Friday, March 6, 2009

Batch Renaming music files with single digit track numbers, to prepend with a 0, with a Bash script.

So, you have a collection of music... say... 120GB of flac, ripped from CDs.

This collection is important to you, and took you a while to rip. You don't want to do it again.

You chose a filename schema $artistname/$albumname/$trackname - $songname.$fileextension

You like this schema, and its organized well, but one problem. Tracks 1 - 9 for each album have a single digit track number, but tracks 10 and up are two.

Some music players and programs view track 10 and 11 and on before tracks 1 - 9. There has to be a simple way to rename these files to have two digit filenames.

There is. There are programs out there that rename files based on the id3 tag, but lets say you don't want to bother with that, you just want to do a simple batch rename. A one line bash command will do the trick:

for file in [1-9]' '*; do mv "$file" 0"$file"; done

As I am new to bash scripting I wanted to figure out how to do this, and it took a full 15 minutes to figure out how bash escapes characters. It will evaluate shell variables inside double quotes, but not single quotes. The above one line script finds all files that start with a number from 1 through 9, and are immediately followed by a space. Conveniently, my 120GB of flac has a lot of these, and no other non-music files are there.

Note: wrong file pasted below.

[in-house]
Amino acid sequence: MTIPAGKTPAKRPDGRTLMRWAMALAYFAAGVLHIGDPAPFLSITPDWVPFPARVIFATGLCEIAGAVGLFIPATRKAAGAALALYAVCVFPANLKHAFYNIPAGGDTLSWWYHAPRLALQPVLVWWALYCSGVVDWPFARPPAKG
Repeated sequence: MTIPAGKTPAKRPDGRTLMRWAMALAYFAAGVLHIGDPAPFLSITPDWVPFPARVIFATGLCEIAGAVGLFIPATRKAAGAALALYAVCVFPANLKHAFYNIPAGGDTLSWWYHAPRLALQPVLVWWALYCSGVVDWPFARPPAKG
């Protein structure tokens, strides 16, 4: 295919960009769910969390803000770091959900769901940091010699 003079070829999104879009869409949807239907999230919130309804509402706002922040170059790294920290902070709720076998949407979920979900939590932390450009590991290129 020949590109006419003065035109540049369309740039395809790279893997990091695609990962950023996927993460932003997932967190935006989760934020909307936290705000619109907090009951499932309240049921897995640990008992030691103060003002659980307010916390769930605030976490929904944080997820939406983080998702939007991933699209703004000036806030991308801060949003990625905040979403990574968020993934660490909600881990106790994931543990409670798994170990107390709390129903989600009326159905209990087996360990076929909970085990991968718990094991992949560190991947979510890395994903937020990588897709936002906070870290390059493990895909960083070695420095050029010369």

I saved the above to a script, zero_prepend.sh, chmod u+x zero_prepend.sh, and ./zero_prepend.sh within the directory that needs to be renamed.

I have to do that once on each album though. Let me figure out how to do this recursively on my entire collection.

1 comment:

  1. Excellent post. I just tried it and for me I had to replace the apostrophe's (the thing on the key w/ the quotation, left of the enter key) with back ticks (the thing to the left of the 1 key). It worked for what I was trying to do, though. Thank you.

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